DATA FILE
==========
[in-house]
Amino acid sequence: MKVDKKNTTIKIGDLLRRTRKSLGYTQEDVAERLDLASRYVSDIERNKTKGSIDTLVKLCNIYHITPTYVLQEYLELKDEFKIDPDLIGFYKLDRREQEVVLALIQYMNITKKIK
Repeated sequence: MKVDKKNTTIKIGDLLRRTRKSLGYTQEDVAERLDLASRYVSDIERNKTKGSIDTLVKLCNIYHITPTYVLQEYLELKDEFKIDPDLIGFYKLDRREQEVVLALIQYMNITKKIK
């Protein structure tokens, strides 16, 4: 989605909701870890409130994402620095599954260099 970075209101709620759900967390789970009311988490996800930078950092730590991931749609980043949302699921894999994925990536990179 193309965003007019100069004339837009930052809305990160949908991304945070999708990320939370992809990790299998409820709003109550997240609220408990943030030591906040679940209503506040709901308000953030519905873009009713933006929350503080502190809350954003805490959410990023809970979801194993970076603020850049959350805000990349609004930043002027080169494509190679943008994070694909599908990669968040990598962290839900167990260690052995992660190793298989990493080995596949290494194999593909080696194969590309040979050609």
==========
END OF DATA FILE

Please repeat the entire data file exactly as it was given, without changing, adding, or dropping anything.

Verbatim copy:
[in-house]
Amino acid sequence: MKVDKKNTTIKIGDLLRRTRKSLGYTQEDVAERLDLASRYVSDIERNKTKGSIDTLVKLCNIYHITPTYVLQEYLELKDEFKIDPDLIGFYKLDRREQEVVLALIQYMNITKKIK
Repeated sequence: MKVDKKNTTIKIGDLLRRTRKSLGYTQEDVAERLDLASRYVSDIERNKTKGSIDTLVKLCNIYHITPTYVLQEYLELKDEFKIDPDLIGFYKLDRREQEVVLALIQYMNITKKIK
């Protein structure tokens, strides 16, 4: 989605909701870890409130994402620095599954260099 970075209101709620759900967390789970009311988490996800930078950092730590991931749609980043949302699921894999994925990536990179 193309965003007019100069004339837009930052809305990160949908991304945070999708990320939370992809990790299998409820709003109550997240609220408990943030030591906040679940209503506040709901308000953030519905873009009713933006929350503080502190809350954003805490959410990023809970979801194993970076603020850049959350805000990349609004930043002027080169494509190679943008994070694909599908990669968040990598962290839900167990260690052995992660190793298989990493080995596949290494194999593909080696194969590309040979050609």